How To Read A Wine Label: Expert Reveals What To Look For To Get The Highest Quality Wine


They say you can’t judge a book by its cover, but does the same apply to a bottle of wine?

While many of us will admit to being influenced by an impressive logo and swirling font, the information on a wine label can really help you understand the quality and character of the splash, once you know what all the confusing jargon actually means.

You don’t have to be an expert; fFrom the vintage year to the region, knowing a few key things to keep an eye out for will ensure that the next bottle of wine you pick up at your local grocery store doesn’t end up in the sink.

Here, FEMAIL speaks to Lukasz Kolodziejczyk, head of wine at Cult Wines, who explains how to decipher a wine label.

While many of us will admit to being influenced by an impressive logo and swirling font, the information on a wine label can really help you understand the quality and character of the splash, once you know what all the confusing jargon actually means ( stock image)


This is arguably the most important piece of information on a wine label, simply because a producer’s reputation has a clear link to the quality of the wine they produce.

Iconic producers with an established reputation can charge a higher price based on this alone.

Other manufacturers are positioning themselves as recognizable private labels and their name offers buyers familiarity and reassurance.

I believe that German producers of Pinot Noir such as Wingnut Julg, Fritz Keller and Shelter Winery offer authentic wines with a great price and high quality.


French premium wines will usually show their classification as a matter of tradition.

This is the quality label approved by the wine body, based on the classification system applicable to the region where the wine comes from.

For example, the Saint Emilion classification includes three tiers: Premier Grand Cru Classe ‘A’, Premier Grand Cru Classe ‘B’ and Grand Cru Classe.

In Burgundy, meanwhile, wines can fall under the status ‘grand cru’ or ‘premier cru’.


This helps to distinguish between the wines within a producer’s range.

Some producers, especially well-known everyday brands that can be found on supermarket shelves, will simply use the grape variety such as ‘Chardonnay’ or ‘Merlot’.

Others will give their wines specific names that help tell a brand story or family history.

Once described as one of Spain’s most innovative and influential winemakers, Familia Torres makes fantastic wines across the range that cost just £ 10. They can be found at Waitrose Cellar and have a delicious, structured flavor.

I would say German Riesling is one of those grapes that come in many styles from dry to deliciously sweet. Growers to be sought are Weingut Wittmann, Weingut Joh. Jos. Prüm and Keller Wein.


Note that the grape variety is not always on the label; many producers will use the region instead.

However, this can be as broad as ‘South Australia’, which includes more than 50 percent of the wine made across the country, as opposed to a single vineyard.

To get the highest quality wine, look out for specific destinations where the grapes were grown.

New Zealand is a country known for its quality wine. They have a fantastic climate and terroir to produce the best Sauvignon Blanc and Chardonnay.


The vintage reflects the year the grapes were harvested and can tell you a lot about the wine, if you are familiar with vintage variations.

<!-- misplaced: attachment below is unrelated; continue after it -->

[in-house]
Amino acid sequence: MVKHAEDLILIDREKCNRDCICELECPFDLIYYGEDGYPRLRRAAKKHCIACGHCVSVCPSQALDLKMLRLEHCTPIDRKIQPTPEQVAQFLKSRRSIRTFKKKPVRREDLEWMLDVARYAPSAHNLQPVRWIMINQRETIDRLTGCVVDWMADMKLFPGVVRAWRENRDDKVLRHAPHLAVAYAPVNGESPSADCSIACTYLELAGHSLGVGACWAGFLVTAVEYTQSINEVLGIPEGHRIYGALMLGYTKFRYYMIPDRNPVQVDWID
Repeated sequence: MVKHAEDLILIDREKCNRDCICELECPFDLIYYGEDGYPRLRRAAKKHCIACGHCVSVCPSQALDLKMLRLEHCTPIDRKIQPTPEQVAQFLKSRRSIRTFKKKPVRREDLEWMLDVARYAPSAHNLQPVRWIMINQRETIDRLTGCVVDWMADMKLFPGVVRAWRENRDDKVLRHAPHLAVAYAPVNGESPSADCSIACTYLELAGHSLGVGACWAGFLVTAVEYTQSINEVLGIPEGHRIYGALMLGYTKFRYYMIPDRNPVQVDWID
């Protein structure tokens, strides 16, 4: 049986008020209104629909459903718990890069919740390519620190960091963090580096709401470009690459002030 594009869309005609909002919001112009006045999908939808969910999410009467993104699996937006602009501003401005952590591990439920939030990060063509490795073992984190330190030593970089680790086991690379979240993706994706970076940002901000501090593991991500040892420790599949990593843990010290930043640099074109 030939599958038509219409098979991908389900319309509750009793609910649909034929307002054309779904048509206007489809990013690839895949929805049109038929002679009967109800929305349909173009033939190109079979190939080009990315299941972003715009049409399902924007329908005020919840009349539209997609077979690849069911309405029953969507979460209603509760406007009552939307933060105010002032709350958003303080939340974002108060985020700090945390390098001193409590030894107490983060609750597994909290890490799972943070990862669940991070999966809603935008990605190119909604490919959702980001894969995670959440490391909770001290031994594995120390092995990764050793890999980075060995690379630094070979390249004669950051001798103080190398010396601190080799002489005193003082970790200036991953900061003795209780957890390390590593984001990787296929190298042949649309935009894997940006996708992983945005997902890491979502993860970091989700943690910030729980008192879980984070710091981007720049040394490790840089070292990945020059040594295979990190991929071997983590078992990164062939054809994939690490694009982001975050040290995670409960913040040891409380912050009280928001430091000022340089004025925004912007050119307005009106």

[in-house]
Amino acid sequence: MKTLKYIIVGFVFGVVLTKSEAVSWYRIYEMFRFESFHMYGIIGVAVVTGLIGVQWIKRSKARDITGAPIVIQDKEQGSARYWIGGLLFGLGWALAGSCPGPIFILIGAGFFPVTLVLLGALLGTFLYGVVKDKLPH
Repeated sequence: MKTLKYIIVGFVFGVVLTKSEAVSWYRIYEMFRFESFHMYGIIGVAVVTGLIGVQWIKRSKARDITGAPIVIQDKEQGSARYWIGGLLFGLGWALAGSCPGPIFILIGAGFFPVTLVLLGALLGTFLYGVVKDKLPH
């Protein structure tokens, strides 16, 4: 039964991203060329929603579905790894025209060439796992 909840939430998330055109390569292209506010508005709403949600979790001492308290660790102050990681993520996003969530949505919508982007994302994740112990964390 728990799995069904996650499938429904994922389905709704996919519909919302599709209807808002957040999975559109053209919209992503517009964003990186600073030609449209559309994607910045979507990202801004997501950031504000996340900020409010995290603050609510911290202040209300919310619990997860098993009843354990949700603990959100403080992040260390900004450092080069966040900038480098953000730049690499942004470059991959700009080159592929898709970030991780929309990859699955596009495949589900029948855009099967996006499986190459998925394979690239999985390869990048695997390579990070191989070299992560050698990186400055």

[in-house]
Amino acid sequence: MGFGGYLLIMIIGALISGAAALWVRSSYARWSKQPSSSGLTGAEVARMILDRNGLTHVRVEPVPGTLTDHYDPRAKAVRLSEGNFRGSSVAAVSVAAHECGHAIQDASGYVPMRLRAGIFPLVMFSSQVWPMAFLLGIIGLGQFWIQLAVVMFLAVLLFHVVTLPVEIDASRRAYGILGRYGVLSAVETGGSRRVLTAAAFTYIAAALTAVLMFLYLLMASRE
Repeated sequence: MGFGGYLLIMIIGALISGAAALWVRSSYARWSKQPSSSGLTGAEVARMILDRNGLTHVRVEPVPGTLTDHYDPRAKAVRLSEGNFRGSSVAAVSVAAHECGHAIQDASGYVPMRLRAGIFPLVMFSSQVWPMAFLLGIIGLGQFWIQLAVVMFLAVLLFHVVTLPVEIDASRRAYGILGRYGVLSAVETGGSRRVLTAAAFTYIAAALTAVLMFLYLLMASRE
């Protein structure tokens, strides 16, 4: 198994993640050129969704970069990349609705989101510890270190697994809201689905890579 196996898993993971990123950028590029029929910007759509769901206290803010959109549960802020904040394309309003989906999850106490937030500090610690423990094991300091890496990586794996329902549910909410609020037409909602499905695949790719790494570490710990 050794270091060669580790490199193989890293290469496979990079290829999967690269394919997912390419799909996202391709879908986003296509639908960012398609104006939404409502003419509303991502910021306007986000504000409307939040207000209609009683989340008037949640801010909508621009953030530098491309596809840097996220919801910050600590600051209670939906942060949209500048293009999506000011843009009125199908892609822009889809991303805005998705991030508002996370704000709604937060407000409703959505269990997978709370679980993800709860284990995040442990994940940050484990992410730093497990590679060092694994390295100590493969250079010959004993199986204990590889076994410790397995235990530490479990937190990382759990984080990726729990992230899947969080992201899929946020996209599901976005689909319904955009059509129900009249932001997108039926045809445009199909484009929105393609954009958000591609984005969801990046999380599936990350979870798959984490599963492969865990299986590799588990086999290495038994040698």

When it comes to drinking vintage wine, three to five years of age generally works best for wine as it will give it time to settle in the bottle.

Examples that show this include the red Bourgognes 2017 and Bordeaux 2015.

In the event that there is no year on the label, or the term ‘NV’ or ‘non-vintage’ is present, it means that grapes from multiple vintages were used to make the wine.

As a rule of thumb, non-vintage wines are usually ready to drink at release, are unlikely to improve with age, and cost less than vintage wines.


The alcohol by volume (ABV) of a wine can actually reveal a lot about the wine, although this information is usually displayed on the back of a bottle.

In many wine regions in Europe, only wines of the highest quality are allowed to have an alcohol content of 13.5% or more, while in America some alcohol content can be very high, up to 17%.

Many wines with a high alcohol content are made from ripe grapes and have more fruity flavors, which can give an indication of how alcoholic the wine may taste.

The alcohol content does not really indicate quality; you can find wines with moderate 12.5% ​​alcohol that are not that good. It is more about harmony between wine taste and aroma, followed by a proportioned harmony between acidity, alcohol and tannins.


Wine at winery: This means that the wine is grown, produced and bottled on a single estate, and is usually of inferior quality.

To reserve: This term may give a wine some extra appeal, but it doesn’t mean anything official. That said, some smaller producers use it to designate their top wines.

Old vines: Or in French: ‘Vielles Vins’. Using grapes from older vines usually results in more concentrated flavors in a wine, but again, there are no rules to say exactly how old a vine must be for a producer to use this term on a label – they can range from 15 to 115 years!

With these basic terms you are in a good position to choose the right wine. Don’t just rely on the label, however attractive it may be – get used to looking at the details and you’ll quickly be making informed and tasty choices.

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